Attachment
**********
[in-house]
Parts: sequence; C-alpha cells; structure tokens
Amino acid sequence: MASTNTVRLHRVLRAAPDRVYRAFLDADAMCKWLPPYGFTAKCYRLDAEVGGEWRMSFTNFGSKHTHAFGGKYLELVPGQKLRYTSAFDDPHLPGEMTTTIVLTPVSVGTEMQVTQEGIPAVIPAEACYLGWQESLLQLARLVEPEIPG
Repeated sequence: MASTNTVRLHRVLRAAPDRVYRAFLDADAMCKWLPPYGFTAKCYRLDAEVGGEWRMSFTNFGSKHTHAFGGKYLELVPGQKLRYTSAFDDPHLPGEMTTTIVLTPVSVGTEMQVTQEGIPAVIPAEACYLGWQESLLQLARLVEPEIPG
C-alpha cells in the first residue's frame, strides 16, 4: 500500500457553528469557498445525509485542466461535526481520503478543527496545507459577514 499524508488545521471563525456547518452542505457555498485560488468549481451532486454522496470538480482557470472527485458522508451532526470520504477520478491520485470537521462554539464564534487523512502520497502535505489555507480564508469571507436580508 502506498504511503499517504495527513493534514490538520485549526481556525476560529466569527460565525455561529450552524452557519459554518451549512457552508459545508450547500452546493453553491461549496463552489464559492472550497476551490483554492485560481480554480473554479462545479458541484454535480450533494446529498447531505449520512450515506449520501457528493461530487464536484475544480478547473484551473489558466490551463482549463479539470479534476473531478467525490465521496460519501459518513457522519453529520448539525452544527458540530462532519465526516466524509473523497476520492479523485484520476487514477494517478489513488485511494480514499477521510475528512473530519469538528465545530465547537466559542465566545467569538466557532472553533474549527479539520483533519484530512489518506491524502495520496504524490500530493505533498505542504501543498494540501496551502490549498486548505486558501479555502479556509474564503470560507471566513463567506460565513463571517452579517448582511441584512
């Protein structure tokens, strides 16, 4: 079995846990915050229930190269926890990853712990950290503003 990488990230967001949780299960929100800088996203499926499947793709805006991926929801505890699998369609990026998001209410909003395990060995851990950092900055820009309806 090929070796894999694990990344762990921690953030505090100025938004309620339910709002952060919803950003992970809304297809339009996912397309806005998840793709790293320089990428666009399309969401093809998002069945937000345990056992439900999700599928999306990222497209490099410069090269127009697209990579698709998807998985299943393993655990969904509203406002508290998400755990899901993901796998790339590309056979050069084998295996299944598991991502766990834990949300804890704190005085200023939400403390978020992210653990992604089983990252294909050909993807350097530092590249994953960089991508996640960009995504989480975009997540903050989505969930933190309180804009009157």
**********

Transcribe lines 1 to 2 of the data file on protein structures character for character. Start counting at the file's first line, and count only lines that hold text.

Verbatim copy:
[in-house]
Parts: sequence; C-alpha cells; structure tokens